“You don’t miss sewing or darning your socks, do you?”

Michael Pollan has a piece in this week’s Times Magazine on how people today watch cooking shows instead of actually cooking. Nothing new in there for those of you who follow food politics or who have read his other work- he’s still banging the same drum. He interviews a cynical food behavior researcher named Harry Balzer who says the next century of food will be prepackaged and prepared at the supermarket. Balzer provides us with the quote above. He obviously hasn’t been reading the Times’ obsessive coverage of the local food movement.

Pollan argues that people watch cooking shows because it fulfills an emotional need, and that the way that the American people could get healthy again would be to start cooking for themselves from scratch.

I think that we need to start sewing and darning those socks again too. My grandmothers when they were my age had a completely different relationship to their clothes than I do. They had a very few well made dresses that they cared for. They knew their measurements.

Our dress, like our diet, reflects our era and is shaped by our economic system:

Clothing sizes reflect a classic modern dilemma, a conflict between human heterogeneity and mass production. Standardized sizes made inexpensive, off-the-rack garments economically feasible. They gave shoppers a reliable guide to finding clothes in self-service shops. (Historically, the biggest advocates for standard sizes were mail-order catalogs, whose customers couldn’t try on the clothes they were buying.) Standardized sizes seemed efficient and scientific. Clothes could be as predictable as screws or frozen peas—and as regimented and impersonal as an assembly line.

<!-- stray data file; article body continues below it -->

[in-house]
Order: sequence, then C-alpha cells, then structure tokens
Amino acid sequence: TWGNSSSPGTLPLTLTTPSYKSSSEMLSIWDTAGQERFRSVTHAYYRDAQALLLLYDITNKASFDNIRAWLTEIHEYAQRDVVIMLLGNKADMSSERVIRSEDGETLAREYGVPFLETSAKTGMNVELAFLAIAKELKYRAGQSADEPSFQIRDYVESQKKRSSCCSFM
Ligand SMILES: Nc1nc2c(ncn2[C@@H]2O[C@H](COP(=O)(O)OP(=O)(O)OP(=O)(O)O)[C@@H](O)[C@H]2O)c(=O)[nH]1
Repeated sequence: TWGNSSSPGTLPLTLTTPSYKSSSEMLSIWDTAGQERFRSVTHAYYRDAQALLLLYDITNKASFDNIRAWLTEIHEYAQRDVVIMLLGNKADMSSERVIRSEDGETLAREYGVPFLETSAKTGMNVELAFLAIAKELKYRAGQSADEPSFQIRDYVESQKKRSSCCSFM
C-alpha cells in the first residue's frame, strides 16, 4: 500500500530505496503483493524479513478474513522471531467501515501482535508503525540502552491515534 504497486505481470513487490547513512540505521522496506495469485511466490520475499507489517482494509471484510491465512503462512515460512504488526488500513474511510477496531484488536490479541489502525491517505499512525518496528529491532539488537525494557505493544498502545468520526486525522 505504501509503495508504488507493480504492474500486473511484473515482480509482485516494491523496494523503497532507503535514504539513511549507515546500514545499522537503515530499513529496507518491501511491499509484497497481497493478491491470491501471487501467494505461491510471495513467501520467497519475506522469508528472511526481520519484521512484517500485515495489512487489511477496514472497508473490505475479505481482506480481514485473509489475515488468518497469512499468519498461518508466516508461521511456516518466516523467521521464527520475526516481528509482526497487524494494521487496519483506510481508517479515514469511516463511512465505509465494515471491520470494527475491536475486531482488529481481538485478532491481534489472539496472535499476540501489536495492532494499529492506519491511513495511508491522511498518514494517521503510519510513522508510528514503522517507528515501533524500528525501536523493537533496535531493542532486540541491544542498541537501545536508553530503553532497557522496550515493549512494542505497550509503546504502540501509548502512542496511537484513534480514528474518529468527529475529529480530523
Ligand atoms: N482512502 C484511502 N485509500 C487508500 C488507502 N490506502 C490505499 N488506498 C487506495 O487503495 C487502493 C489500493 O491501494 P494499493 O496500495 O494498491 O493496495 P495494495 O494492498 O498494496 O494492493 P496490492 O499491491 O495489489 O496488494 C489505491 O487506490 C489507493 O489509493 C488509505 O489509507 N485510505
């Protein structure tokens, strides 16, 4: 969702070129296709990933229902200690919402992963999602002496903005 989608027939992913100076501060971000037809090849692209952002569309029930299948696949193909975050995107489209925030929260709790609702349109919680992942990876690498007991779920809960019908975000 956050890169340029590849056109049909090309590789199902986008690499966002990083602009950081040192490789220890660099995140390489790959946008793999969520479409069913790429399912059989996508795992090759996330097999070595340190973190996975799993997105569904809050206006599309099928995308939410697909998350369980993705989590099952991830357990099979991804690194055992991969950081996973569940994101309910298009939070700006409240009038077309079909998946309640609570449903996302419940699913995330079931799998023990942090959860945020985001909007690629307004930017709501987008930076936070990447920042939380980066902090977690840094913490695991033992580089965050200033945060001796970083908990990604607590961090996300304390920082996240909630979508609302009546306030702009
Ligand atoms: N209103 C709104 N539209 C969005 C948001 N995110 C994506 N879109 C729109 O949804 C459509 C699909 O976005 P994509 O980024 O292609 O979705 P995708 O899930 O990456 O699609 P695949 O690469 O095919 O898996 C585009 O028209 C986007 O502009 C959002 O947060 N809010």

– Virginia Postrel from the Atlantic

Pollan argues that we need to spend more time and money on our food, we need to know where it comes from and who and how it is produced. This is, to him, a moral act, for mental, physical, and cultural health. The same is true for how we clothe ourselves. Cheap clothing is not healthy for those who make it or wear it, or the farmers who grow the cotton, or the land where it is grown or factory extruded.


Author: Emily

Writer/ Librarian

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